Rotation can be seen in all dynamic sporting movements (kicking, throwing, tennis swings, etc.,) and is a common character trait of any explosive athlete. However, before athletes can rotate explosively with maximum power and minimal risk of injury, they must learn to anti-rotate.
Anti-rotation is simply the state of maintaining a neutral spine posture while under rotational stress or load. Imagine lifting a heavy suitcase into the over head bin of an airplane; this task involves rotational loads that if not dispersed properly through the body, lead to tremendous stress on the low back potentially cause injury. Exposing the body to rotational loads in a controlled gym environment is a great way to train adaptations that improve performance, durability and functional outcomes for everyday life and sports. This article will discuss: the importance of spine stability and introduce you to an anti-rotation exercise that many S & C coaches have had great success with.
Many trainers mistake core strength as the ability to perform a high volume of sit-ups, knee ups or Russian twists with a focus on flexing and rotating through the spine. However, core strength has to do more with spine stability than flexing and rotating strength. Consider the typical athlete that can only push half their weight standing as they can on a bench press; the limiting factor is his or her ability to stabilize the spine. Much of the rotational power in athletics is generated from the hips; “by stiffening the torso, power generated at the hips is transmitted more effectively by the core.” (McGill 2010.) The old adage “we are only as strong as our weakest link” is fitting and describes the importance of not just the ability to flex and rotate through the spine, but to stabilize through the spine.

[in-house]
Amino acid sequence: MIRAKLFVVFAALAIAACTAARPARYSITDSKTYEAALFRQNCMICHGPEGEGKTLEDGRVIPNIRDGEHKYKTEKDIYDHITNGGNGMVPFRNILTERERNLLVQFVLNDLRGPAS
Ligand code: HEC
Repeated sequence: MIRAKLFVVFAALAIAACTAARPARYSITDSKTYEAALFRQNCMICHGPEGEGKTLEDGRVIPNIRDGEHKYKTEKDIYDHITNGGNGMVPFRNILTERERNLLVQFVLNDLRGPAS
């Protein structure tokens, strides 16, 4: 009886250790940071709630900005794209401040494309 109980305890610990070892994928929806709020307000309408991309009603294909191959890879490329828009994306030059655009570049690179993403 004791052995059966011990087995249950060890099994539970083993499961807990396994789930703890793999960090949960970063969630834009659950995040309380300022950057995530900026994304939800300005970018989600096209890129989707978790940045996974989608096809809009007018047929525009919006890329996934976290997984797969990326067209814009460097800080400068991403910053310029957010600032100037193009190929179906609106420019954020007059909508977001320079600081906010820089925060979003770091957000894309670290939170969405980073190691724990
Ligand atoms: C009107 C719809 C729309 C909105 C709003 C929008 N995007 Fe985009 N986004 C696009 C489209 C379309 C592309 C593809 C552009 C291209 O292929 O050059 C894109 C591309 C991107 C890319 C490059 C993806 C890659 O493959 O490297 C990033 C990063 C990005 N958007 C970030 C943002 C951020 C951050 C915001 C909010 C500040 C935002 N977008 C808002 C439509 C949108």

The famous spine researcher and core performance coach, Dr. Stuart McGill, recommends performing a torsional buttressing task for late stage core performance programming. Torsional buttressing can be described as stabilizing the spine in a neutral position while introducing twisting or “torsional” loads. The Rip Stack has been used by coaches in the NFL, NBA, and UFC to enhance core strength and a healthy posture. This exercise simply involves standing sideways to the anchor and extending the bar away from the torso. In order for the athlete to maintain position he or she must brace by co-contracting all the core muscles. In this image, the athlete is being cued to lengthen through the spine to ensure proper posture.
I recommend holding the Rip Stack position for 10 seconds of work and 3 seconds of rest and repeating 3 consecutive cycles on each side. More advanced users can perform this cycle for 3-5 sets. The Rip Stack can fit into any core strength workout, corrective program or warm-up for power or strength lifting. Try incorporating the Rip Stack or other similar torsional buttressing tasks into your programming and notice the improvement in strength, posture and function of your clients.
McGill, Stuart (2010) Core Training: Evidence translating to better performance and injury prevention. Strength and Conditioning Journal, 32 (3) 33-46